What all this means is, scientists are not smarter. Letters behind names and fancy titles don't mean a thing to anyone outside of their own community. Laypeople should not be discounted because they haven't dedicated their lives to one field, in fact, you can probably get a bigger picture of the world and how science fits into it from a layperson, rather than someone who has been looking through microscopes and collating data to get those letters and titles.

I find it very interesting that science is no less dogmatic than religion.
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Re: LGBT - Community, political lobby, or just plain bullies

Postby Adul » Sat Sep 05, 2015 3:07 am

Sorry, I'm not convinced. The scientists I know and respect are a lot smarter than me, that is, at least where it counts: in the specific areas of science that they study. And how could that not be the case? They are the ones who have dedicated their lives to uncovering new information about their subjects. Very often, they are the ones with access to the research subject, the equipment needed to experiment with it, and the understanding of how best to interpret the results. Meanwhile, I can spend my time reading dozens of articles and looking at countless studies about any particular subject, but it really won't do me much good unless I have some metric by which to determine what sources have the best data available.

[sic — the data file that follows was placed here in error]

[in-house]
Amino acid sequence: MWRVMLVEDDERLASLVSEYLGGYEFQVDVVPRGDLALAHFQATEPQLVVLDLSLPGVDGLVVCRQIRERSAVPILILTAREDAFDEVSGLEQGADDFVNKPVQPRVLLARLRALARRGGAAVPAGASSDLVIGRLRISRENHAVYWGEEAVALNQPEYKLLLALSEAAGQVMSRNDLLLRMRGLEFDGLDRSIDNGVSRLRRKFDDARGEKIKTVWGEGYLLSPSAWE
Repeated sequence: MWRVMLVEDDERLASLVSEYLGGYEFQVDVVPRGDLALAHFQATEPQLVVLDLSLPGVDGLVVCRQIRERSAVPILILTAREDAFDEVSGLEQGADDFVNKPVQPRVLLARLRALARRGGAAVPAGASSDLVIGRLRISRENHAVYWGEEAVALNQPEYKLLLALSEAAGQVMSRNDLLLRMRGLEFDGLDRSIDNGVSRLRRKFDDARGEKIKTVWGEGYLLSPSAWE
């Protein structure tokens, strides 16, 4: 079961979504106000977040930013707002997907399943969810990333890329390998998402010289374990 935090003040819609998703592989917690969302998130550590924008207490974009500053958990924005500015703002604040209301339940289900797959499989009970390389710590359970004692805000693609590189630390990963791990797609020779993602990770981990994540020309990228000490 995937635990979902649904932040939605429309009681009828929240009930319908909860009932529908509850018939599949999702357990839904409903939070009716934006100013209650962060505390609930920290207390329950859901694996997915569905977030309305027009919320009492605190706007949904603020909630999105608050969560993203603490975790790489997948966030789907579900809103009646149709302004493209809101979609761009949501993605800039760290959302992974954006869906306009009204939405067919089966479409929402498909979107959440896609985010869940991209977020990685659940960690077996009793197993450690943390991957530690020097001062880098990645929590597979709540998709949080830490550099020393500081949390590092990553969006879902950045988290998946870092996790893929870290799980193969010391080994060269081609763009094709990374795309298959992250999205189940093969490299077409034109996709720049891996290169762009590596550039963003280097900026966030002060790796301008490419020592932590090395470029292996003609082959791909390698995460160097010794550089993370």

Are there liars and cheats in science? Of course there are. That's why you should never be content basing your information in the opinion of a single expert or in a single study. And that's why it's important to look at the big picture, figure out which scientists have more common respect in their fields than others, and what the consensus is among those who have earned that respect. Obviously, the larger the sample, the more reliable the results.

As for the keyboard I'm typing on (poor thing is really under a lot of stress these days), I realize I owe its benefits at least partly to the businesses who took the technology and made it cheap, convenient, and popular enough for it to get all around the world. But those businesses also owe their existence to the underlying technology, which was, indeed, developed by scientists who had, in turn, based their work in an understanding of reality built by an endless line of scientists before them. Really, if it weren't for people doing the experiments and delving into (pardon the expression) the weird shit, we'd still be sitting around fires in the Sahara gripping our wooden spears. That is, if we don't consider firelighting and woodworking products of scientific experimentation.